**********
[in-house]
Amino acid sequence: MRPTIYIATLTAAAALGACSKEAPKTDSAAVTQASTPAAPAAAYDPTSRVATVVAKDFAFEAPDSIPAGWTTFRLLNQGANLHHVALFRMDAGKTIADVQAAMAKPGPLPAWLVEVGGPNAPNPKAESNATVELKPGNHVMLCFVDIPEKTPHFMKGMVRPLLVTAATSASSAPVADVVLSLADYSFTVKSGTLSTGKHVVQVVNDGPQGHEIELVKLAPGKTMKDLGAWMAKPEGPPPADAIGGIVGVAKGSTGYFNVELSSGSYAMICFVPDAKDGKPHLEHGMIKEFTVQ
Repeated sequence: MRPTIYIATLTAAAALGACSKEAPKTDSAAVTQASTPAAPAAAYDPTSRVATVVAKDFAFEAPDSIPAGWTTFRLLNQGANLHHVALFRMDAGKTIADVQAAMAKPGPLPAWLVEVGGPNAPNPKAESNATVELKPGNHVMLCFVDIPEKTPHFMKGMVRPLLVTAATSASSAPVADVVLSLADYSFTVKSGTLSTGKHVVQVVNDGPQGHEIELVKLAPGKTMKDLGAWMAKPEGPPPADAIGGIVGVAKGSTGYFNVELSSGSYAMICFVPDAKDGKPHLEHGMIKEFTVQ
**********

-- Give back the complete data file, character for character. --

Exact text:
[in-house]
Amino acid sequence: MRPTIYIATLTAAAALGACSKEAPKTDSAAVTQASTPAAPAAAYDPTSRVATVVAKDFAFEAPDSIPAGWTTFRLLNQGANLHHVALFRMDAGKTIADVQAAMAKPGPLPAWLVEVGGPNAPNPKAESNATVELKPGNHVMLCFVDIPEKTPHFMKGMVRPLLVTAATSASSAPVADVVLSLADYSFTVKSGTLSTGKHVVQVVNDGPQGHEIELVKLAPGKTMKDLGAWMAKPEGPPPADAIGGIVGVAKGSTGYFNVELSSGSYAMICFVPDAKDGKPHLEHGMIKEFTVQ
Repeated sequence: MRPTIYIATLTAAAALGACSKEAPKTDSAAVTQASTPAAPAAAYDPTSRVATVVAKDFAFEAPDSIPAGWTTFRLLNQGANLHHVALFRMDAGKTIADVQAAMAKPGPLPAWLVEVGGPNAPNPKAESNATVELKPGNHVMLCFVDIPEKTPHFMKGMVRPLLVTAATSASSAPVADVVLSLADYSFTVKSGTLSTGKHVVQVVNDGPQGHEIELVKLAPGKTMKDLGAWMAKPEGPPPADAIGGIVGVAKGSTGYFNVELSSGSYAMICFVPDAKDGKPHLEHGMIKEFTVQ